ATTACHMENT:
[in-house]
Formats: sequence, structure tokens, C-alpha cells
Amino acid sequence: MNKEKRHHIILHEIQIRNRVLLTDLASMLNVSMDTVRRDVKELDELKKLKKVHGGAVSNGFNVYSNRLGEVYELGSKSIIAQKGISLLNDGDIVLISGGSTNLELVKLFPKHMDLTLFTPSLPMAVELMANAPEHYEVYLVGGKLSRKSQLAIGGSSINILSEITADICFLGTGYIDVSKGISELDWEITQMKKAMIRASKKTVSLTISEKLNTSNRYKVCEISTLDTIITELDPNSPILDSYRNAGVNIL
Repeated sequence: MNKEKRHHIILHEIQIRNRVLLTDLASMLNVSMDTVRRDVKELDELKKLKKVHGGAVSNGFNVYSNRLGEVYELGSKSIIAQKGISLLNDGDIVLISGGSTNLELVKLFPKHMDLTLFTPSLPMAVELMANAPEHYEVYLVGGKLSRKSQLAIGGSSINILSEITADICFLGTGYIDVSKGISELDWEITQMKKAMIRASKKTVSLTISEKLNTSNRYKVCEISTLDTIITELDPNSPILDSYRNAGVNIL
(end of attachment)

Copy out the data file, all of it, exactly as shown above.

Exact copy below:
[in-house]
Formats: sequence, structure tokens, C-alpha cells
Amino acid sequence: MNKEKRHHIILHEIQIRNRVLLTDLASMLNVSMDTVRRDVKELDELKKLKKVHGGAVSNGFNVYSNRLGEVYELGSKSIIAQKGISLLNDGDIVLISGGSTNLELVKLFPKHMDLTLFTPSLPMAVELMANAPEHYEVYLVGGKLSRKSQLAIGGSSINILSEITADICFLGTGYIDVSKGISELDWEITQMKKAMIRASKKTVSLTISEKLNTSNRYKVCEISTLDTIITELDPNSPILDSYRNAGVNIL
Repeated sequence: MNKEKRHHIILHEIQIRNRVLLTDLASMLNVSMDTVRRDVKELDELKKLKKVHGGAVSNGFNVYSNRLGEVYELGSKSIIAQKGISLLNDGDIVLISGGSTNLELVKLFPKHMDLTLFTPSLPMAVELMANAPEHYEVYLVGGKLSRKSQLAIGGSSINILSEITADICFLGTGYIDVSKGISELDWEITQMKKAMIRASKKTVSLTISEKLNTSNRYKVCEISTLDTIITELDPNSPILDSYRNAGVNIL